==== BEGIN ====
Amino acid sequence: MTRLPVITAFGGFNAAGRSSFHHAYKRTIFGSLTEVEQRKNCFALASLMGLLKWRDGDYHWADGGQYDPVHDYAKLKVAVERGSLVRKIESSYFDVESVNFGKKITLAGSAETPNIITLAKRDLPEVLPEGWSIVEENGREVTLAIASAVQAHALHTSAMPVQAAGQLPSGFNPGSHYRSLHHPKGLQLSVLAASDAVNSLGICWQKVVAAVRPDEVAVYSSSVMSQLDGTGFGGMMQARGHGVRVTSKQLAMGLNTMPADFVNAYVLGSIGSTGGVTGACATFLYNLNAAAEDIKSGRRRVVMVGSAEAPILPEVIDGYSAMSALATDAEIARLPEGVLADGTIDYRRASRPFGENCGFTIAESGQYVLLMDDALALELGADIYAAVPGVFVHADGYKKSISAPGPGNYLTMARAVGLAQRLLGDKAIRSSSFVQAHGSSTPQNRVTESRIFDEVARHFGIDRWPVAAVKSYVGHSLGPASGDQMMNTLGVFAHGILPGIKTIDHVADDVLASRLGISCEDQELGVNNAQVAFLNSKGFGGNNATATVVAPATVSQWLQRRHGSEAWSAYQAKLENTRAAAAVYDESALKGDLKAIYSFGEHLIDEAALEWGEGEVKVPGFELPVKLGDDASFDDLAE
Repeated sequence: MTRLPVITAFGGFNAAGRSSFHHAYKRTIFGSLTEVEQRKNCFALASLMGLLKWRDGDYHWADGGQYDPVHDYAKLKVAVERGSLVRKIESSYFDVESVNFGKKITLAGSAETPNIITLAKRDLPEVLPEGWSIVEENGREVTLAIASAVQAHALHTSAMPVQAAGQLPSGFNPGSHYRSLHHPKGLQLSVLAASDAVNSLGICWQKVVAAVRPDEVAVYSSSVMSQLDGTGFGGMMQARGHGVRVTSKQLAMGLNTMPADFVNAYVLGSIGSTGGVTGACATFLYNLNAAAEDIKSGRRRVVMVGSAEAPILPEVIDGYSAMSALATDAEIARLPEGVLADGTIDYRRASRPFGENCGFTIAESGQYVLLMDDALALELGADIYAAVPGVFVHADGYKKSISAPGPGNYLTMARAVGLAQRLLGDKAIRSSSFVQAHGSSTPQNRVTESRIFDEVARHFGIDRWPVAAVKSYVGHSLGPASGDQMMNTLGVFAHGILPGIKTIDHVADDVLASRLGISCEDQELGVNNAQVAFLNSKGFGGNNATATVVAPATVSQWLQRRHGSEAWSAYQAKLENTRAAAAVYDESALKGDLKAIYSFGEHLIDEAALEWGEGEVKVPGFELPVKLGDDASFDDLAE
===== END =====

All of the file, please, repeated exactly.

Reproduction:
Amino acid sequence: MTRLPVITAFGGFNAAGRSSFHHAYKRTIFGSLTEVEQRKNCFALASLMGLLKWRDGDYHWADGGQYDPVHDYAKLKVAVERGSLVRKIESSYFDVESVNFGKKITLAGSAETPNIITLAKRDLPEVLPEGWSIVEENGREVTLAIASAVQAHALHTSAMPVQAAGQLPSGFNPGSHYRSLHHPKGLQLSVLAASDAVNSLGICWQKVVAAVRPDEVAVYSSSVMSQLDGTGFGGMMQARGHGVRVTSKQLAMGLNTMPADFVNAYVLGSIGSTGGVTGACATFLYNLNAAAEDIKSGRRRVVMVGSAEAPILPEVIDGYSAMSALATDAEIARLPEGVLADGTIDYRRASRPFGENCGFTIAESGQYVLLMDDALALELGADIYAAVPGVFVHADGYKKSISAPGPGNYLTMARAVGLAQRLLGDKAIRSSSFVQAHGSSTPQNRVTESRIFDEVARHFGIDRWPVAAVKSYVGHSLGPASGDQMMNTLGVFAHGILPGIKTIDHVADDVLASRLGISCEDQELGVNNAQVAFLNSKGFGGNNATATVVAPATVSQWLQRRHGSEAWSAYQAKLENTRAAAAVYDESALKGDLKAIYSFGEHLIDEAALEWGEGEVKVPGFELPVKLGDDASFDDLAE
Repeated sequence: MTRLPVITAFGGFNAAGRSSFHHAYKRTIFGSLTEVEQRKNCFALASLMGLLKWRDGDYHWADGGQYDPVHDYAKLKVAVERGSLVRKIESSYFDVESVNFGKKITLAGSAETPNIITLAKRDLPEVLPEGWSIVEENGREVTLAIASAVQAHALHTSAMPVQAAGQLPSGFNPGSHYRSLHHPKGLQLSVLAASDAVNSLGICWQKVVAAVRPDEVAVYSSSVMSQLDGTGFGGMMQARGHGVRVTSKQLAMGLNTMPADFVNAYVLGSIGSTGGVTGACATFLYNLNAAAEDIKSGRRRVVMVGSAEAPILPEVIDGYSAMSALATDAEIARLPEGVLADGTIDYRRASRPFGENCGFTIAESGQYVLLMDDALALELGADIYAAVPGVFVHADGYKKSISAPGPGNYLTMARAVGLAQRLLGDKAIRSSSFVQAHGSSTPQNRVTESRIFDEVARHFGIDRWPVAAVKSYVGHSLGPASGDQMMNTLGVFAHGILPGIKTIDHVADDVLASRLGISCEDQELGVNNAQVAFLNSKGFGGNNATATVVAPATVSQWLQRRHGSEAWSAYQAKLENTRAAAAVYDESALKGDLKAIYSFGEHLIDEAALEWGEGEVKVPGFELPVKLGDDASFDDLAE